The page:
You can finish your elevator speech by saying that you have enjoyed the inerview, and that your interest in the job is now only stronger.

Be ready for the second interview

More than half of all companies hold two rounds of interviews – often with a test before the second interview. After the first round, the company will typically select 2-3 qualified applicants to go through to the next round. The second round of interviews makes it possuble to go deeper into the academic aspects of the job, and allows you and the company to get to know each other a little better.

Prepare questions

Before the second interview, think about the questions you had after the first interview. Research the company even further, so you can contribute to the company more specifically.

Be prepared for the test

One in three private companies use various tests. Therefore, you might as well be prepared to take a test when applying for a job. There are three kinds of tests: personality tests, skills tests and IQ tests.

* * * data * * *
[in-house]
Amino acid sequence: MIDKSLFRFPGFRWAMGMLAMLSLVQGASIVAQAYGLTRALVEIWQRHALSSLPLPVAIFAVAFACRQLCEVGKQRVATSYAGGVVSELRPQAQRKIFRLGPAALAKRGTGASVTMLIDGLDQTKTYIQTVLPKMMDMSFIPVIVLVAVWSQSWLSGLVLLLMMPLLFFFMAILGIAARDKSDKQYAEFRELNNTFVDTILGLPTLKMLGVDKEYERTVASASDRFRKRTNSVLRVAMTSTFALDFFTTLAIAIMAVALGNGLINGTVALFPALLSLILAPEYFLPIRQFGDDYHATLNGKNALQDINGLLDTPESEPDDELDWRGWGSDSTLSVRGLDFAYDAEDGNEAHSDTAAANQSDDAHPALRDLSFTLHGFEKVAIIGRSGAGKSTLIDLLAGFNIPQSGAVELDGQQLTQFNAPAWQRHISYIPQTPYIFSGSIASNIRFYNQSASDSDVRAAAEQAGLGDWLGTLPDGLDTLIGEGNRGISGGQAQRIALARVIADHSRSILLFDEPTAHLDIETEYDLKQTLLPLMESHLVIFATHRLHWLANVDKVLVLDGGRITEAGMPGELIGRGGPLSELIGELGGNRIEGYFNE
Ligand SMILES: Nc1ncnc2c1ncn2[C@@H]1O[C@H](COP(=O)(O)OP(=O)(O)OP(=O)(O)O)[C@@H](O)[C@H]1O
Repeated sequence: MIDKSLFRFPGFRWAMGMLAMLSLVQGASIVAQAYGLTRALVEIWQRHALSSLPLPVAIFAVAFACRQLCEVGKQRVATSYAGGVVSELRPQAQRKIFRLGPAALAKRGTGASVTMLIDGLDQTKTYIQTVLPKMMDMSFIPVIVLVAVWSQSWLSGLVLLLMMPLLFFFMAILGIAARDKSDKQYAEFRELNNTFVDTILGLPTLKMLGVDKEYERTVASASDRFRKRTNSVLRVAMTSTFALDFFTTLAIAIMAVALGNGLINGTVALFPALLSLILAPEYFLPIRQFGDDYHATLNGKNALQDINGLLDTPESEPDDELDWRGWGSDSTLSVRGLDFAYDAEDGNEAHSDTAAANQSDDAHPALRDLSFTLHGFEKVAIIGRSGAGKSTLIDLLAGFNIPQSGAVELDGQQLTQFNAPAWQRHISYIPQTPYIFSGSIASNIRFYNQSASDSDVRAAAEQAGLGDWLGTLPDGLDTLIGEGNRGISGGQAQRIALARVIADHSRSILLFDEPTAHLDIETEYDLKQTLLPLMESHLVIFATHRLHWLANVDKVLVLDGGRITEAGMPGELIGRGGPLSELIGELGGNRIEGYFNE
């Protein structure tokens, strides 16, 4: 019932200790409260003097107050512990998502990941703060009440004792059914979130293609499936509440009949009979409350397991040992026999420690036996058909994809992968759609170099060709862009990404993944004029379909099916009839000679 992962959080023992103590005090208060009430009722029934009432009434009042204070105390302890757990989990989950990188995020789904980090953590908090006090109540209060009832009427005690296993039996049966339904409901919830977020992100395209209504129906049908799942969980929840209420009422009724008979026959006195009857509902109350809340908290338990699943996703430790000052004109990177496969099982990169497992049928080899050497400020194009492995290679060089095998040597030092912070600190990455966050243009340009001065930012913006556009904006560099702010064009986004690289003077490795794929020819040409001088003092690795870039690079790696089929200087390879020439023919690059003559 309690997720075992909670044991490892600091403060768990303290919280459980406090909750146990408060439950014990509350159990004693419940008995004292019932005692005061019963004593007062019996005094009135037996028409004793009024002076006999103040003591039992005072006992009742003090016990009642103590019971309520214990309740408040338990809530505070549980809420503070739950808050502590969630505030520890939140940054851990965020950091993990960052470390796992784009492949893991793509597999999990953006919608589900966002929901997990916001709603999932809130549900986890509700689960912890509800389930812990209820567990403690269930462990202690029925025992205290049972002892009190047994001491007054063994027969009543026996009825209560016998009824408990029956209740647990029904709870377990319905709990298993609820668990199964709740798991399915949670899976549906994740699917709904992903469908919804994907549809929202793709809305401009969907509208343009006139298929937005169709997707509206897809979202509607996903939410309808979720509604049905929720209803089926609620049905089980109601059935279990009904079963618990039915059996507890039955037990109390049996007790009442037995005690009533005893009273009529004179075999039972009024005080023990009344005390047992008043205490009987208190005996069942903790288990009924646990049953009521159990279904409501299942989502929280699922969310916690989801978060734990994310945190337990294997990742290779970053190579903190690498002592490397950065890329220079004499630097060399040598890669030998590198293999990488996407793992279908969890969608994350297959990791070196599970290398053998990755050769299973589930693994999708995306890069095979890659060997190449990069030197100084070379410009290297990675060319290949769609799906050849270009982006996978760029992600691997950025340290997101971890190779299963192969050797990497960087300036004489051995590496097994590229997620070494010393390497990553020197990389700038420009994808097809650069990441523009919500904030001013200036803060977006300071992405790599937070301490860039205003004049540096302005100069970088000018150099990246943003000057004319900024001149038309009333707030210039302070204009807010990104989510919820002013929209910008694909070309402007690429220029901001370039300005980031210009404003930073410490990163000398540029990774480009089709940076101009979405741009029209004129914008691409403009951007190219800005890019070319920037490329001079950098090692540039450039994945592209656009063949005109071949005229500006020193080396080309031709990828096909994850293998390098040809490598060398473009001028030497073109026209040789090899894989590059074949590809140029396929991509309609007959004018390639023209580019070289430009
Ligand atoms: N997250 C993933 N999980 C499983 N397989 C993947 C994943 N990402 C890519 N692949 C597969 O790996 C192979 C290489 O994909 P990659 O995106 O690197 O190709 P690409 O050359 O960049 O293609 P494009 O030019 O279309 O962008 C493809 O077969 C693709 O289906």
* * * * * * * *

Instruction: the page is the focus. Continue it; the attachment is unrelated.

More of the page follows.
The best advices from IDA's career counsellors

Contribute to a good atmosphere - smile, laugh, small talk before the interview, be curious. Say yes to coffee

- Sanne Mattebjerg

Prepare a presentation about yourself. Not in chronological order, but in prioritised order. What is most important for them to know in relation to the job you are interviewing for?

- Majbrit Ølgaard

Try to angle your answers to clarify the vlaue you can add

- Sanne Mattebjerg

A strong conclusion where you show your clear interest and end with a question

- Majbrit Ølgaard